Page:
Supported byOwner's Engineer
Clarion Energy banner

Pledges in Serbia: A closer look at over 100 billion euros in secured debts

Supported byspot_img

A pledge serves as a guarantee that we will repay the debt on time – otherwise, the creditor can satisfy themselves by selling the pledged property.

As of December 31, 2023, the Agency for Business Registers, as reported on the N1 portal, indicates that there were actively 196,209 pledged rights, with the total value of secured claims amounting to 100,898,034,811.79 euros.

Debts exceeding 100 billion euros are owed by individuals and companies in Serbia, who have put vehicles, trucks, machinery, locomotives, drones, various valuables, and even animals, contracts yet to be collected, and sometimes entire companies under pledge. The majority of pledges are registered in favor of banks, according to the APR registry.

Supported by

Typically, items such as vehicles, machinery, art pieces, jewelry are pledged. However, there are also instances of animals being put under pledge, such as those purchased on credit by agricultural households.

In 2023, rights (claims, shares, and other property rights) constituted 32.65% of registered items. Vehicles represented 30.79%, machinery and equipment 19.89%, and animals accounted for 6.74%.

The majority of pledges in 2023 were in favor of banks, making up 77.15% of all registered pledges. Other commercial entities represented 11.1%, the Republic of Serbia Tax Administration 4.06%, individuals 2.29%, entrepreneurs 0.05%, while entities not falling into any of the mentioned categories were represented in 5.35% of cases, according to the APR.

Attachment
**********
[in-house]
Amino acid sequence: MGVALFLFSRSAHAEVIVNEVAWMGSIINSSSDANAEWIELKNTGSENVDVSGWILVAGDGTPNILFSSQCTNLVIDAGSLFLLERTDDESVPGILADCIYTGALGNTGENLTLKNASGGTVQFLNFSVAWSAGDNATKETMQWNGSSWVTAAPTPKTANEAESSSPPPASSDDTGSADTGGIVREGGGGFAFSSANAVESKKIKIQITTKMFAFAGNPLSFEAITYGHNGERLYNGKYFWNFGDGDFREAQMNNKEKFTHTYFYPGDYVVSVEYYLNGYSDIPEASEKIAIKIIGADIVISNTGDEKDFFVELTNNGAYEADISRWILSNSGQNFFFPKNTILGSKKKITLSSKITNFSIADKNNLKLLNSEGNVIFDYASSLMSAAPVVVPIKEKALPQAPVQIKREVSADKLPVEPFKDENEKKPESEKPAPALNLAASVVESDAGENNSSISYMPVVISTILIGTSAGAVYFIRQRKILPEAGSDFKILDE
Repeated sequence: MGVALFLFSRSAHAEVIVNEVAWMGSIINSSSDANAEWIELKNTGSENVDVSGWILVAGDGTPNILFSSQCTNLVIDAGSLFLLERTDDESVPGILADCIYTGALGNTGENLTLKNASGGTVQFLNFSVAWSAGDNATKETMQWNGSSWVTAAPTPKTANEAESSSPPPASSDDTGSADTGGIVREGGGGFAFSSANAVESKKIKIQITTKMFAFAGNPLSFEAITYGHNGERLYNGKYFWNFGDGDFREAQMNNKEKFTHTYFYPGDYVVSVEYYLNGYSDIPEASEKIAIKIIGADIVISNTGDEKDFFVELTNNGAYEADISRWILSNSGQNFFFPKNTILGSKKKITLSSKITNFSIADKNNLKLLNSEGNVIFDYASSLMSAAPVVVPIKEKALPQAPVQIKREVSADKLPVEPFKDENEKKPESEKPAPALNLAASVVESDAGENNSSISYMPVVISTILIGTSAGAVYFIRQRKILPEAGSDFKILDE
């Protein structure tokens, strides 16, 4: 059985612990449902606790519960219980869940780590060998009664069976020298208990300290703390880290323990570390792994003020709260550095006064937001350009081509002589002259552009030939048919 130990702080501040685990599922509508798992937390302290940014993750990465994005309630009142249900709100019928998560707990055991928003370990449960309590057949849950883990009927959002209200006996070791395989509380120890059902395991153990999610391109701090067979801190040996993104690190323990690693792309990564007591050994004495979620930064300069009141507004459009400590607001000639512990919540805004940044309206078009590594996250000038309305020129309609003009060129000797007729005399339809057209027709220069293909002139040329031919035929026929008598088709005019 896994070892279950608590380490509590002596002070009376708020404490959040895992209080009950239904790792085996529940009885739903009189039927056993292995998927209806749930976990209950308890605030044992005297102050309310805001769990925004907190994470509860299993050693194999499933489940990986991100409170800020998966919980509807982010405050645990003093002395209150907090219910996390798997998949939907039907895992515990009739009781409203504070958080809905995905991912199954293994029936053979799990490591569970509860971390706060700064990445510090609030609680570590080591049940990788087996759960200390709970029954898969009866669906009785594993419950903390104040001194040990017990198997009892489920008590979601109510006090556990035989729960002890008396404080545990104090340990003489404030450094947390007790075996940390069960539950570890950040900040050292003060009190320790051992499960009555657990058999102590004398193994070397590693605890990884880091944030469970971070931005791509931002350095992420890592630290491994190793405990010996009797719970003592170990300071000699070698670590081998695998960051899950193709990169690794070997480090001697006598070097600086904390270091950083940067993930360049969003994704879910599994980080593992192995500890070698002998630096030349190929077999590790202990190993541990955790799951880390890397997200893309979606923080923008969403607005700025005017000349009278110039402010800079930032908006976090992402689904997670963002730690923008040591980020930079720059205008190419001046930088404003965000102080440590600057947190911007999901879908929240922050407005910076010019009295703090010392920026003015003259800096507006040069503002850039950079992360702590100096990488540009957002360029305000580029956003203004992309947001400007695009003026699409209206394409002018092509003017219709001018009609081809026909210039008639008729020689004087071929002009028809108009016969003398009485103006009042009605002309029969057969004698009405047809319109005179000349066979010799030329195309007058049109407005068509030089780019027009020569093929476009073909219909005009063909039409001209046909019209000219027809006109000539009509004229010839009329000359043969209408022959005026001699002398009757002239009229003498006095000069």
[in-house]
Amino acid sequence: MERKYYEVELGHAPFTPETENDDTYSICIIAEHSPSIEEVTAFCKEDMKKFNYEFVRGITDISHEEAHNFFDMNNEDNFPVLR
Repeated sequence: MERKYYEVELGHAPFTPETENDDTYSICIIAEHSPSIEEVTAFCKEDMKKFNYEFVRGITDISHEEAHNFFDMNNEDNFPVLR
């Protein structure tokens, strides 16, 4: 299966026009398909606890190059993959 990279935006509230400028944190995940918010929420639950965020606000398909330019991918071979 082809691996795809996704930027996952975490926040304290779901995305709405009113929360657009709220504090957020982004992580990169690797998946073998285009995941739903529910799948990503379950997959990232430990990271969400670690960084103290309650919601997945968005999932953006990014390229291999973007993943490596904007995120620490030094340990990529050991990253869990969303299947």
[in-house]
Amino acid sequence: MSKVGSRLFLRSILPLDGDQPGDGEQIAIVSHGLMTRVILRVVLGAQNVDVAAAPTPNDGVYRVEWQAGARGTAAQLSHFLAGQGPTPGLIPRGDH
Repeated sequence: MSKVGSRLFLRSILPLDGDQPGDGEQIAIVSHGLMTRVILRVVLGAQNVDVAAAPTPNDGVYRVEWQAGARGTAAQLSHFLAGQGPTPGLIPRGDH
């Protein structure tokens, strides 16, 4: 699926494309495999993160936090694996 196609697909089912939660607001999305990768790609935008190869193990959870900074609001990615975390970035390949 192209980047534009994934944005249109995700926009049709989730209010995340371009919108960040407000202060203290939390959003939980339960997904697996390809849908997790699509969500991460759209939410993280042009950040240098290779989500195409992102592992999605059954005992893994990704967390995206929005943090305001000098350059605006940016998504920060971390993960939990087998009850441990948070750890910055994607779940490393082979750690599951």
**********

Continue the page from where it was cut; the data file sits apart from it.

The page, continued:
By searching the Registry of Pledge Rights, one can find pledges on various items. For example, there is a pledge on a gold necklace in favor of the Public Utility Company “Čistoća” from Sombor. The debtor is a jewelry store, and the pledge was established in 2010 by the decision of the Commercial Court in Sombor.

Supported by

In contrast, there are cases where entire companies are pledged. Recently, Telekom Serbia sold antenna towers and associated infrastructure managed by the company Sky Towers Infrastructure (owned by Telekom).

At the end of December 2023, the new owner of that company became Actis Luna Telecom Tower, a company registered in Serbia. After taking over, the new company immediately pledged 100% ownership of Sky Towers Infrastructure to Telekom, securing a claim of 420.4 million euros.

When a debtor fails to pay the creditor on time, the creditor can satisfy themselves through the sale of the pledged items. According to the Agency for Business Registers, a relatively small number of registered recovery entries suggests that debtors generally meet their obligations, and forced executions secured by registered pledges are relatively rare in practice, ranging between 0.5% and 1% in terms of the percentage of registered pledge rights. Over the last five years, there have been 300 recorded recoveries, with the total value of secured claims in those cases reaching around 108 million euros.

Supported by


Supported byClarion Energy
Serbia Energy News
error: Content is protected !!